Disciplinary inquiry clears Health Director-General Sandile Buthelezi of all charges, lifts suspension
Suspended Health DG Sandile Buthelezi returned to work on Monday after his suspension was lifted. This followed a judgment handed down last week concluding his disciplinary inquiry. In it, retired judge Cynthia Pretorius declared: ‘There is no doubt that some of the officials in the NDOH and some politicians were guilty of the charges, but I cannot find that the employee is guilty. He was unfortunately placed in an untenable position and did his utmost to try and rectify the wrongdoing of his predecessor and other parties.’
On Sunday, 28 November, in a letter he received from Minister of International Relations and Cooperation Naledi Pandor, Dr Sandile Buthelezi, the suspended Director-General of the Health Department, learnt that he had been found not guilty on all five charges against him and his “precautionary suspension has been lifted with immediate effect”.
Buthelezi had been put on suspension in late August 2021 after the SIU recommended in its report to President Cyril Ramaphosa that disciplinary action be taken against him concerning his alleged role in the Digital Vibes scandal.
Because of his seniority, the disciplinary hearing was delegated to the Department of International Relations and Cooperation and a hearing took place on 25 and 26 October, with retired judge Cynthia Pretorius as chairperson.
Buthelezi faced five charges:
- Gross dereliction of duty (for failing to stop monthly payments to Digital Vibes after he became DG in June 2020);
- Gross negligence for issuing an “irregular instruction” to the Chief Finance Officer centralising all the communications contracts, including that with Digital Vibes, in his office;
- Gross financial misconduct for failing to stop payments of more than R60-million, in contravention of the PFMA;
- Acts of gross misconduct (for approving a budget for Digital Vibes of R85-million for June to December 2020; and
- Expenditure emanating from extending the contract to March 2021.
However, as noted by Pretorius, “all the charges are intertwined and interrelated”.
Buthelezi, who testified on his own behalf in the hearing, pleaded not guilty to all the charges.
Buthelezi’s main defence was that, upon commencing his position as the DG, he had in fact acted properly. He pointed out that after first receiving internal concerns about the Digital Vibes contract from the CFO, Ian van der Merwe, and from the Chief Director: Supply Chain Management, Dikeledi Tshabalala, he had initiated an independent forensic investigation by Ngubane Inc into the contract; later, after the SIU commenced its investigation in March 2021, he said that he cooperated fully with its investigation.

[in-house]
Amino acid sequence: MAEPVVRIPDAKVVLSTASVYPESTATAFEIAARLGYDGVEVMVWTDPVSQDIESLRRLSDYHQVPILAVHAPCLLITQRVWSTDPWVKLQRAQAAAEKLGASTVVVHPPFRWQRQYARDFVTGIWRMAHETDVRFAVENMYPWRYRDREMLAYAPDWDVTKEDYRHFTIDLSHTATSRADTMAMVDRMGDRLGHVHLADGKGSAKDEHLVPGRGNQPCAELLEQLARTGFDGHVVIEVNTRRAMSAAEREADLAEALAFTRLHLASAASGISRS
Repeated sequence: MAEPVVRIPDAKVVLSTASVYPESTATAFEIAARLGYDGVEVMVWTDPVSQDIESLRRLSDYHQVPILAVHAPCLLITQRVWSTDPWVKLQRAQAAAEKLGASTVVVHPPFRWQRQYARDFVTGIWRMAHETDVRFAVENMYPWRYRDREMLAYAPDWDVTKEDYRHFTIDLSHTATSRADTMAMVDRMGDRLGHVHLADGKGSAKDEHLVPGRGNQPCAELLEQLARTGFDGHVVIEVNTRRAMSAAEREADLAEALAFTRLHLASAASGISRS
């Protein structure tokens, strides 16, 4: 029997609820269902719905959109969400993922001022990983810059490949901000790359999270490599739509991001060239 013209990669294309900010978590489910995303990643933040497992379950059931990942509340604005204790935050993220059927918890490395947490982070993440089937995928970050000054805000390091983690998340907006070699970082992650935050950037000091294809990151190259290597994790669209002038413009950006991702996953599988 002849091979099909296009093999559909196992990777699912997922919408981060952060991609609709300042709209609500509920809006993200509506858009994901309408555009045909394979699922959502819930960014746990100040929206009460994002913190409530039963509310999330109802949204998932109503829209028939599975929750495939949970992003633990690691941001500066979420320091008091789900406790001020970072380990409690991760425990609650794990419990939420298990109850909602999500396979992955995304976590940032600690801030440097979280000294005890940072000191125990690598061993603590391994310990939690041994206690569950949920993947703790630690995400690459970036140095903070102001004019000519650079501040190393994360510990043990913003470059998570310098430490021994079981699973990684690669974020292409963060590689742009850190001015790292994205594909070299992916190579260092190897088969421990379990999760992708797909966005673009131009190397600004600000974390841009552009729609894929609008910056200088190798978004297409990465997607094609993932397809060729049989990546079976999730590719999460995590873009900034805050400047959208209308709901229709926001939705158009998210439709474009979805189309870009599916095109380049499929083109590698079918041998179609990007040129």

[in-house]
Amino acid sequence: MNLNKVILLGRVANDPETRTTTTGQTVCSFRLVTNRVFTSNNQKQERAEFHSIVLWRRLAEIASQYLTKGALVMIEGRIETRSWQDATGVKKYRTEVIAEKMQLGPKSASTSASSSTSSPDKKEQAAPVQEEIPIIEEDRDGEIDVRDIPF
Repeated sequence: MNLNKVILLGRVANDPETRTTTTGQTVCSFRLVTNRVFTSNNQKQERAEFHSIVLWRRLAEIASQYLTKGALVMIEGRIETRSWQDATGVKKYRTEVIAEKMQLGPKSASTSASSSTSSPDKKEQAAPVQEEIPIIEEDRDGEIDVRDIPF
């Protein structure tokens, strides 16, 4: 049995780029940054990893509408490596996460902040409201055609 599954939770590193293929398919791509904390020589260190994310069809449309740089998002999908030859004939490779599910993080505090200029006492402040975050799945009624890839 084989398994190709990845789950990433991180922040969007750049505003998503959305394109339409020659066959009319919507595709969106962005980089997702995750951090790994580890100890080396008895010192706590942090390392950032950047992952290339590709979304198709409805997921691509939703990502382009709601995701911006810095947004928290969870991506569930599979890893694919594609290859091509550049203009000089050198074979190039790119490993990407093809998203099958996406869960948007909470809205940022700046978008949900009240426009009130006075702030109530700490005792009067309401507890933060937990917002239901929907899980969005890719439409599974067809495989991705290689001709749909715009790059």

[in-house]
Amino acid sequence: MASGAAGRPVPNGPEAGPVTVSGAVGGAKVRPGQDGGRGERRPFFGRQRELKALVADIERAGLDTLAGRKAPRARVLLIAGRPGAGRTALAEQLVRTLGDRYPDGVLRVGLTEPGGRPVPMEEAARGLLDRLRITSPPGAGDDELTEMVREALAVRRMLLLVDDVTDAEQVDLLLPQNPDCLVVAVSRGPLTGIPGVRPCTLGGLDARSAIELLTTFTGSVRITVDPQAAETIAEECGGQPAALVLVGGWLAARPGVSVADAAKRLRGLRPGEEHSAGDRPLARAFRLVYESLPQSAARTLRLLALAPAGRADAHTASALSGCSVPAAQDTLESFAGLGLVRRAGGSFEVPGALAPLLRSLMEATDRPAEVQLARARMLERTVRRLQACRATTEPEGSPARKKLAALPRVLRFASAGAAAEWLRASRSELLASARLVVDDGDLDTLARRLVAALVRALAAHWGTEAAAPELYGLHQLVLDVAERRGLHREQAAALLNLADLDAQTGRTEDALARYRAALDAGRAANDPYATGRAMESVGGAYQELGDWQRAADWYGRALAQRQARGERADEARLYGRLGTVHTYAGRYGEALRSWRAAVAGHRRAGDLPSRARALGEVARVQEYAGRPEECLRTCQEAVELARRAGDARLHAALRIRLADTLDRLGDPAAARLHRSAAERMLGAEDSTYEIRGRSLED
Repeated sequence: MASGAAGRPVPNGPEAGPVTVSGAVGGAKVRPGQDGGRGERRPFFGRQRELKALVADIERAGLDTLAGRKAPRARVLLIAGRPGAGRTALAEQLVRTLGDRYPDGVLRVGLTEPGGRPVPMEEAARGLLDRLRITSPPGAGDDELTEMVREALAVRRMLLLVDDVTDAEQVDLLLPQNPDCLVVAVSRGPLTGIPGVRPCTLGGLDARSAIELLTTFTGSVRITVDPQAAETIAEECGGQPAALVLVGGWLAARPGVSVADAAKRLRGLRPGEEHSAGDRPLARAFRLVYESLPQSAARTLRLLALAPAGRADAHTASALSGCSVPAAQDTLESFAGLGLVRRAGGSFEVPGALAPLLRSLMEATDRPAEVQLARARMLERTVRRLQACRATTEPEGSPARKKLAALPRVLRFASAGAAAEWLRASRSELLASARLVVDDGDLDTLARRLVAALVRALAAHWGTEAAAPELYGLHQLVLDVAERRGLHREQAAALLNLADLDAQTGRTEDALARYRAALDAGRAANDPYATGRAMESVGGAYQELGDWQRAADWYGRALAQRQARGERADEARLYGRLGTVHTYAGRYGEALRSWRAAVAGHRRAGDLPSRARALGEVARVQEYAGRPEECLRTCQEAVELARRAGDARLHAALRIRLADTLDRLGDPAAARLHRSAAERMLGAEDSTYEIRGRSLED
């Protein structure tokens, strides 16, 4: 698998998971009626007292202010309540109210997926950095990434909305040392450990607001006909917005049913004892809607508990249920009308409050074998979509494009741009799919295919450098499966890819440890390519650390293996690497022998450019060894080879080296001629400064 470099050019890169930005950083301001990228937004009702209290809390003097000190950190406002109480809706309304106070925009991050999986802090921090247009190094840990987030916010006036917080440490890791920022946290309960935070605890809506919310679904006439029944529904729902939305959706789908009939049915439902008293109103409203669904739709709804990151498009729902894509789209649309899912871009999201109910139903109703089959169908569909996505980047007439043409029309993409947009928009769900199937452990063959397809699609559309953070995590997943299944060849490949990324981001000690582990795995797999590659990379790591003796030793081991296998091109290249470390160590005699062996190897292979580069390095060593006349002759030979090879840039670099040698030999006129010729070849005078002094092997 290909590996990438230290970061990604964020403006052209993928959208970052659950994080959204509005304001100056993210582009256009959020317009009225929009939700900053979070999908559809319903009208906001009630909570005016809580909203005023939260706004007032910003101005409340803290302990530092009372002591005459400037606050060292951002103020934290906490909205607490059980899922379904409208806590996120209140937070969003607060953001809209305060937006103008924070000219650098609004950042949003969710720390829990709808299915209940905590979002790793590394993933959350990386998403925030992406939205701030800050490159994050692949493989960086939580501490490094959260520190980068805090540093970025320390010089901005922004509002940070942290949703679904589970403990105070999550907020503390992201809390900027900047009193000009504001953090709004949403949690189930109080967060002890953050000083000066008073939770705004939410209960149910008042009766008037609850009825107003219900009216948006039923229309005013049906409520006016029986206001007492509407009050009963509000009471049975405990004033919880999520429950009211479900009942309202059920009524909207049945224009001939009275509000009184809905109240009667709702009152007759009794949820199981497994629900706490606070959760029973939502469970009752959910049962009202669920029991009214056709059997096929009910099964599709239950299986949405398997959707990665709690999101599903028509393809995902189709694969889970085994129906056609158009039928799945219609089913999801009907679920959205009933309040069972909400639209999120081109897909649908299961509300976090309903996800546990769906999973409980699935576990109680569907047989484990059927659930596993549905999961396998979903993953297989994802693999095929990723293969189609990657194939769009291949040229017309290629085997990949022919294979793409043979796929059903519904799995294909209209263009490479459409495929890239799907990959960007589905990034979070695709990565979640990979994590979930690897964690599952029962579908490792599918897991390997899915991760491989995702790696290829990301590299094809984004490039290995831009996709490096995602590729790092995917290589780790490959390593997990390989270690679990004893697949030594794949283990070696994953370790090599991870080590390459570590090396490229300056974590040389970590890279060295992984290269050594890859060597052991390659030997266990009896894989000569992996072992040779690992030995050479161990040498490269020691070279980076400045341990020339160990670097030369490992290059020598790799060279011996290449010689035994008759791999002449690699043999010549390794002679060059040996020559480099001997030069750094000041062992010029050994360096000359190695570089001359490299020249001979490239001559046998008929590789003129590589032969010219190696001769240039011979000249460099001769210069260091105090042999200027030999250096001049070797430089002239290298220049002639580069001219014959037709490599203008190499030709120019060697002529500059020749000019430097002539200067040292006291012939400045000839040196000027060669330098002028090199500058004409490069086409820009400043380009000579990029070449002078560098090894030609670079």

Buthelezi rejected the idea that he could “micro-manage each and every aspect of every contract whilst having so many responsibilities, especially during the Covid-19 period”.
However, Buthelezi argued that he could not stop payments or terminate the contract without sufficient evidence any way and that, before the findings of the Ngubane investigation, all he had to go on was a warning by the Auditor-General made in December 2020 that Digital Vibes “may possibly be overcharging the department”. At that point, the AG had also recommended an investigation into Digital Vibes “as an emergency supplier for Covid-19”.
Commenting on an argument which judge Pretorius said “could not be faulted”, she said: “He could not suspend the contract without any proof there was something untoward about the contract, as it would have constituted a breach of contract, possibly resulting in litigation.”
Buthelezi said once he received the preliminary findings of the forensic audit in March 2021, on the advice of the auditors he acted swiftly to suspend the contract. He said that Ngubane Inc’s report, when made public in May 2021, did not find him implicated in the scam: it named instead four senior officials against whom disciplinary hearings are ongoing (Maverick Citizen is aware of their names).
After considering the evidence and being mildly critical of the SIU for not adequately explaining why Buthelezi had been charged, Pretorius concluded in a manner that would have brought relief to Buthelezi, but certainly not to former Health Minister Zweli Mkhize or others facing internal disciplinary inquiries (the outcomes of which we do not yet know).
In paragraph 71 of her judgment she writes:
“It is clear from the evidence that the Minister and the NDOH had interfered and had signed the submission dated 16 January 2020 as a political office bearer and it was not signed by the administrative head of the NDOH. There can be no doubt that this contract between the NDOH and Digital Vibes constituted an irregularity, but I cannot find [Dr Buthelezi] played any part in contravening the PFMA or wilfully and negligently mismanaged the finances of the state. There is no evidence [Buthelezi] was part of State Capture.
“There is no doubt that some of the officials in the NDOH and some politicians were guilty of the charges, but I cannot find that the employee is guilty. He was unfortunately placed in an untenable position and did his utmost to try to rectify the wrongdoing of his predecessor and other parties.”
On Monday, Buthelezi’s lawyers, Richard Wands and Rowan Bauer of HJW attorneys, had this to say: “We believe that the judgment, handed down by retired judge Cynthia Pretorius, is unequivocally clear and demonstrates that Dr Buthelezi was not involved in the saga, but that he in fact took all reasonable measures to halt any wasteful and unnecessary expenditure in the department and that his actions were beyond reproach.”
Buthelezi’s return to office coincides with the emergence of the Omicron variant of Covid-19. Dr Nicholas Crisp, who has been acting DG, will presumably go back to leading the vaccination campaign. DM/MC
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